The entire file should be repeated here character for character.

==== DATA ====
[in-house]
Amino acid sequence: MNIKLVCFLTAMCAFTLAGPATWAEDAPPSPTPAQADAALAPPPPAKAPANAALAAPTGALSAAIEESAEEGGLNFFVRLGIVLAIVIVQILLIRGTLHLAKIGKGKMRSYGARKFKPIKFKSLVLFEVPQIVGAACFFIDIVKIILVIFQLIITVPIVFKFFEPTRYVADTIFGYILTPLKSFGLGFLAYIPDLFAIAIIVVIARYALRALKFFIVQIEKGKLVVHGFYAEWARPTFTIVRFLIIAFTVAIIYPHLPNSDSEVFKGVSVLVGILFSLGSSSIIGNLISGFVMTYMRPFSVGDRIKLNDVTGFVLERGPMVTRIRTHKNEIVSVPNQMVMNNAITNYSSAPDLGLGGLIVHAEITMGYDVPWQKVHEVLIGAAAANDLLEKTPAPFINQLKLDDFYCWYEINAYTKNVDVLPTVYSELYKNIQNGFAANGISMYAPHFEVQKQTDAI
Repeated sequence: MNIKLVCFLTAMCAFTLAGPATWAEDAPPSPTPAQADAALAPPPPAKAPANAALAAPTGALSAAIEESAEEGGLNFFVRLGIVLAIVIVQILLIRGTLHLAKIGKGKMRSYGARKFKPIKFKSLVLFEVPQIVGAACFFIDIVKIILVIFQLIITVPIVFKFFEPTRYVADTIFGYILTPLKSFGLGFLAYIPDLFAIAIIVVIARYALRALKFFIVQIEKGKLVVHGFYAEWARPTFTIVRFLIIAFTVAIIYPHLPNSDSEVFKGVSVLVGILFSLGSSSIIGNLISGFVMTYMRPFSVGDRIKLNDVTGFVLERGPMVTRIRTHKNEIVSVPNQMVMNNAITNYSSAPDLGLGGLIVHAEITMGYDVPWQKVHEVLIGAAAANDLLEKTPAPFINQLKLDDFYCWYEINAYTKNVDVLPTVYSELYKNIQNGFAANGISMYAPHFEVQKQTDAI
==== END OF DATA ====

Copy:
[in-house]
Amino acid sequence: MNIKLVCFLTAMCAFTLAGPATWAEDAPPSPTPAQADAALAPPPPAKAPANAALAAPTGALSAAIEESAEEGGLNFFVRLGIVLAIVIVQILLIRGTLHLAKIGKGKMRSYGARKFKPIKFKSLVLFEVPQIVGAACFFIDIVKIILVIFQLIITVPIVFKFFEPTRYVADTIFGYILTPLKSFGLGFLAYIPDLFAIAIIVVIARYALRALKFFIVQIEKGKLVVHGFYAEWARPTFTIVRFLIIAFTVAIIYPHLPNSDSEVFKGVSVLVGILFSLGSSSIIGNLISGFVMTYMRPFSVGDRIKLNDVTGFVLERGPMVTRIRTHKNEIVSVPNQMVMNNAITNYSSAPDLGLGGLIVHAEITMGYDVPWQKVHEVLIGAAAANDLLEKTPAPFINQLKLDDFYCWYEINAYTKNVDVLPTVYSELYKNIQNGFAANGISMYAPHFEVQKQTDAI
Repeated sequence: MNIKLVCFLTAMCAFTLAGPATWAEDAPPSPTPAQADAALAPPPPAKAPANAALAAPTGALSAAIEESAEEGGLNFFVRLGIVLAIVIVQILLIRGTLHLAKIGKGKMRSYGARKFKPIKFKSLVLFEVPQIVGAACFFIDIVKIILVIFQLIITVPIVFKFFEPTRYVADTIFGYILTPLKSFGLGFLAYIPDLFAIAIIVVIARYALRALKFFIVQIEKGKLVVHGFYAEWARPTFTIVRFLIIAFTVAIIYPHLPNSDSEVFKGVSVLVGILFSLGSSSIIGNLISGFVMTYMRPFSVGDRIKLNDVTGFVLERGPMVTRIRTHKNEIVSVPNQMVMNNAITNYSSAPDLGLGGLIVHAEITMGYDVPWQKVHEVLIGAAAANDLLEKTPAPFINQLKLDDFYCWYEINAYTKNVDVLPTVYSELYKNIQNGFAANGISMYAPHFEVQKQTDAI